Eat More Food but Less Calories

"More food, less calories" may sound great if you love to eat! In fact, fiber-rich, watery foods deliver more volume to your plate for fewer calories. So fit them into your food-group choices. Ounce per ounce, foods with more fat and with less fiber and water are more energy dense, with more calories per ounce. Energy-dense foods add up to a lot less food for the same calories than those low in energy density.

To compare, 1 cup of sliced raw carrots has 50 calories, and so does just 0.33 ounce of chips. (Even a small snack bag of chips is at least 1 ounce, or 150 calories.) And the carrots give you more nutrients and fiber, take longer to eat, and can leave you feeling satisfied with fewer calories. Other foods high in volume but low in energy density include broth-based soups, fruits and vegetables, fat-free and low-fat milk and yogurt, and beans. Refer to "Food: A Water Source"in chapter 8 for the percentage of water in common foods.

  • Be aware that many grain products are a mix of whole-grain and refined-grain ingredients. They don't count as a full whole-grain portion.
  • Try less common Grains Group foods, perhaps quinoa, buckwheat, millet, amaranth, or couscous. Enjoy grain-based salads, perhaps pasta salad, rice pilaf salad, or tabouli (made with bulgur). Or enjoy risotto (made with arborio rice) or polenta (made with cornmeal). Refer to "Today's Grains" in chapter 9.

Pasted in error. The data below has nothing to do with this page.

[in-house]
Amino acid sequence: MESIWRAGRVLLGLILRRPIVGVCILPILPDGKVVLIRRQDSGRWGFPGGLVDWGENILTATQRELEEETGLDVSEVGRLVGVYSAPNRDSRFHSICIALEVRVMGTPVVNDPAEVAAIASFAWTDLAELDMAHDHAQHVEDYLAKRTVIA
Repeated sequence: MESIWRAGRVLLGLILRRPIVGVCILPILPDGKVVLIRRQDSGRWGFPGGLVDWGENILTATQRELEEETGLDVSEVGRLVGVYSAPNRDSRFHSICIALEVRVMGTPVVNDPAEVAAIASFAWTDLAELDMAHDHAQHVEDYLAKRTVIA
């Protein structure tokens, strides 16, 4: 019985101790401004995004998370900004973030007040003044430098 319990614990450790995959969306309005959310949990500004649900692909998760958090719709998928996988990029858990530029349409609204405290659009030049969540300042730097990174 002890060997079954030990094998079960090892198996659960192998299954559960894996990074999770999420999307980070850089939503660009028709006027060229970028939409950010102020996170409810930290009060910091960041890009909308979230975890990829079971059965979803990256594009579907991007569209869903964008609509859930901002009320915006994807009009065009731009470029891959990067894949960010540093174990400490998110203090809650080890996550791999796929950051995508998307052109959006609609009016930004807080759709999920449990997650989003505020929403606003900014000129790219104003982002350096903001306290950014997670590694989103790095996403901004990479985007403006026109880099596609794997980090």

• Try these snack options: air-popped popcorn, graham crackers, matzos, pretzels, rice cakes, saltines, bread sticks, zweiback, baked tortilla chips, and whole-grain crackers. Many taste great with vegetable dips or fruit spreads.
  • For sweet desserts from the Grains Group, consider angel food cake, gingersnaps, and oatmeal cookies more often than frosted cake, brownies, and pie. Count the "extra" calories as "discretionary."
  • Check the ingredient list on food labels to find foods made with whole grains, and to find grain products fortified with folic acid and other nutrients. Check chapter 6 for ways to identify whole-grain foods.
  • Use whole-grain bread for sandwiches, toast, and more. It's hard to make at least half your grains whole if you don't.

Have You Ever Wondered

Have You Ever Wondered

  • where potato chips and corn chips fit in MyPyramid? Potato chips fit within the Vegetable Group; corn chips, within the Grains Group. Yet they supply more fat and more calories (more energy density) than other foods in those groups. Eat these foods with discretion; try baked varieties, which have fewer calories and less fat. Count their calories as part of your discretionary calories that you can spend.
  • if potatoes can substitute for bread since they're both high in starches? Potatoes are among the starchy vegetables in the Vegetable Group. Breadfruit, cassava, corn, green peas, hominy, lima beans, rutabaga, taro, and yau-tia are some others. Although high in starches, vegetables have different nutrients and phytonutrients than foods in the Grains Group. Potatoes, for example, supply vitamin C and potassium; Grains Group foods supply some B vitamins and iron.
Green Smoothies

Green Smoothies

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